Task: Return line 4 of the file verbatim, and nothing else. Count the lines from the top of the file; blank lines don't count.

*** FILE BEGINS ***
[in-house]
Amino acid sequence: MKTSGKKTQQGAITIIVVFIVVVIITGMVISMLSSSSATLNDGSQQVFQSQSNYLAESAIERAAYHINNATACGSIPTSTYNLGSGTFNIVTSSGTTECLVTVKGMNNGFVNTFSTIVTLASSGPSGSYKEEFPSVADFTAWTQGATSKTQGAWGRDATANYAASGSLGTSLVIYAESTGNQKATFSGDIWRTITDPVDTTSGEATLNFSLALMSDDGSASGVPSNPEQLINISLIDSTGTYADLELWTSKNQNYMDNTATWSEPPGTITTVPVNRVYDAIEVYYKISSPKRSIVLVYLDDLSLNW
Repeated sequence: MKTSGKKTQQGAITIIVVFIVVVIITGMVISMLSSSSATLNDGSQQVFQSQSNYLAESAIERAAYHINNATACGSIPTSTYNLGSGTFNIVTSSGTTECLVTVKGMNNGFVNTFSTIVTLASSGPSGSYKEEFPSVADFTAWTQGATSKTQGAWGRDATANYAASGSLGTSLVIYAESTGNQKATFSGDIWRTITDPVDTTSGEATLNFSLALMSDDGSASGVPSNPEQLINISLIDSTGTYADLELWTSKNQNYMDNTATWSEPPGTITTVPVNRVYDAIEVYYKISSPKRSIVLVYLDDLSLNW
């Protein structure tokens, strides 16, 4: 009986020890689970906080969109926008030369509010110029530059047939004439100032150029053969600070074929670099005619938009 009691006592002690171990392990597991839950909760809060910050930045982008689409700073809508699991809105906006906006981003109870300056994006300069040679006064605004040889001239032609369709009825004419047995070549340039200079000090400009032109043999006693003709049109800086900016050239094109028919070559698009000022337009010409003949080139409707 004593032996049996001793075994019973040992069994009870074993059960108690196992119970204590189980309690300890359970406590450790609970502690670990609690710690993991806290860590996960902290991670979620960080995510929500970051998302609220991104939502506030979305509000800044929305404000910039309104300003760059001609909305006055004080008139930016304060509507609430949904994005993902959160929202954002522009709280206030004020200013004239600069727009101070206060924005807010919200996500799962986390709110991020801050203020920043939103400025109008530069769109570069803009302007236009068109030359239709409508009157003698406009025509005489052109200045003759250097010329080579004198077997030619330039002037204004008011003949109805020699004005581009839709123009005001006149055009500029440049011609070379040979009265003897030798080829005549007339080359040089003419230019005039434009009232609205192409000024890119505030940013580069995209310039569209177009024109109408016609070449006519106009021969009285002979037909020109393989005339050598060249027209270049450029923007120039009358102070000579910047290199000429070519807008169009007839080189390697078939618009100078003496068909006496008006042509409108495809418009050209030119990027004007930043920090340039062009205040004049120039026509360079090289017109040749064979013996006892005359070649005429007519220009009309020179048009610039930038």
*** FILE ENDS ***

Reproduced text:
């Protein structure tokens, strides 16, 4: 009986020890689970906080969109926008030369509010110029530059047939004439100032150029053969600070074929670099005619938009 009691006592002690171990392990597991839950909760809060910050930045982008689409700073809508699991809105906006906006981003109870300056994006300069040679006064605004040889001239032609369709009825004419047995070549340039200079000090400009032109043999006693003709049109800086900016050239094109028919070559698009000022337009010409003949080139409707 004593032996049996001793075994019973040992069994009870074993059960108690196992119970204590189980309690300890359970406590450790609970502690670990609690710690993991806290860590996960902290991670979620960080995510929500970051998302609220991104939502506030979305509000800044929305404000910039309104300003760059001609909305006055004080008139930016304060509507609430949904994005993902959160929202954002522009709280206030004020200013004239600069727009101070206060924005807010919200996500799962986390709110991020801050203020920043939103400025109008530069769109570069803009302007236009068109030359239709409508009157003698406009025509005489052109200045003759250097010329080579004198077997030619330039002037204004008011003949109805020699004005581009839709123009005001006149055009500029440049011609070379040979009265003897030798080829005549007339080359040089003419230019005039434009009232609205192409000024890119505030940013580069995209310039569209177009024109109408016609070449006519106009021969009285002979037909020109393989005339050598060249027209270049450029923007120039009358102070000579910047290199000429070519807008169009007839080189390697078939618009100078003496068909006496008006042509409108495809418009050209030119990027004007930043920090340039062009205040004049120039026509360079090289017109040749064979013996006892005359070649005429007519220009009309020179048009610039930038």